For more on major transportations plans, don't miss the upcoming Plan 2050 at the Cooper Union, this May 9!
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Making No Small Plans

Optimism fuels Miami's mega-developments, but a denser Miami isn't a sure thing

This article appears in The Architect’s Newspaper’s April 2017 issue, which takes a deep dive into Florida to coincide with the upcoming AIA Conference on Architecture in Orlando (April 27 to 29). We’re publishing the issue online as the Conference approaches—click here to see the latest articles to be uploaded.

New York or Los Angeles?

These are the two contrasting models of urbanism that Raymond Fort, designer at Miami-based architecture firm Arquitectonica, cites when asked about Miami’s future. In New York, numerous walkable neighborhoods—whose density, convenience, and character are major assets—are connected by a robust public transportation system. In Los Angeles, low density and car-oriented urbanism is the norm outside the downtown core (though transit-oriented development has begun to spread in recent years). Many developers working in Miami are clearly enthusiastic about the New York model. However, that future isn’t guaranteed: The potential for car-dominated sprawl and other hybrid models still exist.

Arquitectonica is behind Brickell City Centre, a 5.4-million-square-foot complex of offices, luxury condos, a hotel, and ample retail south of Downtown Miami. Developed by Swire Group, Brickell is one of the many large, mixed-use developments in Miami that signals movement toward density. Phase one opened late last year, and phase two will entail an 80-story mixed-use tower.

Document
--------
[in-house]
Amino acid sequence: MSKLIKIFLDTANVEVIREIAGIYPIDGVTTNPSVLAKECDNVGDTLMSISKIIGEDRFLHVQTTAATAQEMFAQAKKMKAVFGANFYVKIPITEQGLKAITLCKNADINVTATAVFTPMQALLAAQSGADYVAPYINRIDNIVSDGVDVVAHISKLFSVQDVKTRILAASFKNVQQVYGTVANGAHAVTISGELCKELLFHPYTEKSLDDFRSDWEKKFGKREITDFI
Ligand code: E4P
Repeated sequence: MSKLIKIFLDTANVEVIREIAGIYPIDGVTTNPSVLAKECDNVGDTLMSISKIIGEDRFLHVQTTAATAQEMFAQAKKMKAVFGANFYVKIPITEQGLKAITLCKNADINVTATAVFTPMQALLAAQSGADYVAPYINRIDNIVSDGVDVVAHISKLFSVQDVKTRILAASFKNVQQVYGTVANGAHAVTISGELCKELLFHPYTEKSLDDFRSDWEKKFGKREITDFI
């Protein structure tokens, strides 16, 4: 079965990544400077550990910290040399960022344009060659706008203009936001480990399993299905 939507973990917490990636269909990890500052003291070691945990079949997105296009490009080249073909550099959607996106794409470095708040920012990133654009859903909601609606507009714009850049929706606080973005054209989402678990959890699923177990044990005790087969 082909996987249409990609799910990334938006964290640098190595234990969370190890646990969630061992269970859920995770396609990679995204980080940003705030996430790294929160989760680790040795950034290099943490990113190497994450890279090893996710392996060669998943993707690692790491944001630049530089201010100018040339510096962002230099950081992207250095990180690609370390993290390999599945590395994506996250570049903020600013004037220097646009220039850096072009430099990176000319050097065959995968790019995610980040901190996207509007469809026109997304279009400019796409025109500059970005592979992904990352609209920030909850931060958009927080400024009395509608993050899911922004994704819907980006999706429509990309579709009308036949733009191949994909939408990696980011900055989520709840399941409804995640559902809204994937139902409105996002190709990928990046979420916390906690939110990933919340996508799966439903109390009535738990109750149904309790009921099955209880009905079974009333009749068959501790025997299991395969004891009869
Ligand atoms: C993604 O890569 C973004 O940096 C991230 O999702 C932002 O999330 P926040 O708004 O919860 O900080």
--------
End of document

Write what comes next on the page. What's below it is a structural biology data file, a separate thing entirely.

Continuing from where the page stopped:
Just north of downtown, there’s Miami Worldcenter, a 17-million-square-foot, 27-acre complex. It’s a joint venture by multiple developers, with Boston-based Elkus Manfredi leading the master plan and designing the center’s phase one, which is anchored by a 1-million-square-foot retail podium. Phase two is a $750 million convention center and hotel.

Development isn’t only concentrated in the urban core. About two miles north of Downtown in the Wynwood neighborhood, developer Moishe Mana and Miami-based Zyscovich Architects are poised to build a 9.72-million-square-foot, 23.5-acre development that will feature as many as 3,482 residential units, a mix of retail, office, and cultural programming, as well as an extensive public “Mana Commons” that will cut through the complex’s cluster of medium-rise towers. Dubbed Mana Wynwood, it won approvals last September. More like it may be on the way: In Little Haiti, the Eastside Ridge development will replace 500 townhouses with 7.2 million square feet of mixed-use development, and another project dubbed “Magic City(also located in Little Haiti) would see an innovation center, business incubator, housing, retail, and other art-entertainment facilities arise across a 15-acre campus.